Magazine article Ecos

A Red Mud Remedy

Magazine article Ecos

A Red Mud Remedy

Article excerpt

Following years of diligent research, scientists at Alcoa Western Australia have developed an effective way to deal with 'red mud', an undesirable bauxite residue generated in large quantities by alumina refineries.

For every tonne of alumina produced in Alcoa's Western Australian refineries, two tonnes of residue result. Half of this is a fine-grained material known as red mud and half is a coarser, sand-sized material.

The red mud contains residual caustic material, despite being washed in the refinery, and it therefore needs to be securely stockpiled (dry-stacked) in lined storage areas designed to protect surface and ground waters. Its high alkalinity has been one of the main obstacles to recycling it into other products.

The new process, called residue carbonation, is a high-speed industrial adaptation of a natural chemical process that not only reduces the alkalinity of the waste mud (from a pH of about 13.5 to 10.5), but also locks up carbon dioxide that would otherwise contribute to global warming.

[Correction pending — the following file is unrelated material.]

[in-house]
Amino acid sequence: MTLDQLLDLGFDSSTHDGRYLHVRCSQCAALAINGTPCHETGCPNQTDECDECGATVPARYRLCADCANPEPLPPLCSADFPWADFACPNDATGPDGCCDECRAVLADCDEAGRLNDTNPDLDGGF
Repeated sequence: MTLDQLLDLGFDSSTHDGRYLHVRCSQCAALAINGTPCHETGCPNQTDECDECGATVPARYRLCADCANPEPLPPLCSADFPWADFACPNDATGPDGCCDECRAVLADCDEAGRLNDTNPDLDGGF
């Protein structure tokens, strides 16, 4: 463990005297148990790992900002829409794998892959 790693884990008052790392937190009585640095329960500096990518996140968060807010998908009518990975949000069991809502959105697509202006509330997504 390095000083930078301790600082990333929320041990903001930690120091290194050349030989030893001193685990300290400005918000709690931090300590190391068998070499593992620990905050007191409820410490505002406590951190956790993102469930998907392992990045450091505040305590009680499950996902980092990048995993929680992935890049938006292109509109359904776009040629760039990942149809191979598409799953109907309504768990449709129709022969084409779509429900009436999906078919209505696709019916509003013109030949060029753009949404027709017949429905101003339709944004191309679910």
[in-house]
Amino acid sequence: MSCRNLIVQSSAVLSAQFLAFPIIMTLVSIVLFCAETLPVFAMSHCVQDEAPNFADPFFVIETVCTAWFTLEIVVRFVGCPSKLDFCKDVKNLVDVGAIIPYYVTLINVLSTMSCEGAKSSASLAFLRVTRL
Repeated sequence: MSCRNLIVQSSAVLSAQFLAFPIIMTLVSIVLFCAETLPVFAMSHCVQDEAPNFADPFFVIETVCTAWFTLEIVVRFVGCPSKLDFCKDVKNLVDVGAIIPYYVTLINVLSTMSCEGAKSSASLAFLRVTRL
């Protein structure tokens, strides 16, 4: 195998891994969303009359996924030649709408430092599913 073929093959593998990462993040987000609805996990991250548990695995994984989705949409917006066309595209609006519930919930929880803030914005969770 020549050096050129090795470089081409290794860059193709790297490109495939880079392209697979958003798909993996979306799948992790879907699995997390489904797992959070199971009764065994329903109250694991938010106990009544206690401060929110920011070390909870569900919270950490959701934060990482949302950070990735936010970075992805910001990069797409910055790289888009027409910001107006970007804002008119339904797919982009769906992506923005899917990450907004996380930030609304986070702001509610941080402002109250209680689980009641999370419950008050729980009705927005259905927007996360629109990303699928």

'We see this as a double coup,' says Program Manager at Alcoa, Mr David Cooling. 'Stockpiling refinery residue has ongoing environmental and land-use implications and incurs significant storage costs, but carbonation makes the waste product more friendly to the environment and potentially re-usable, as well as offering the bonus of reducing industry greenhouse gas emissions.'

Alcoa's Technology Development Group, based at Kwinana, WA, has led the research and development work on residue carbonation in collaboration with Hatch Engineering, CSIRO Minerals and several universities. Dr Peter Smith and his CSIRO colleagues at the CRC for Hydrometallurgy conducted the early research on the mechanisms behind the reduction of red mud alkalinity using C[O.sub.2] gas.

Alcoa's small-scale field trials led to construction of a full-scale prototype carbonation facility at its Kwinana refinery, one of the company's three alumina refineries in WA. …

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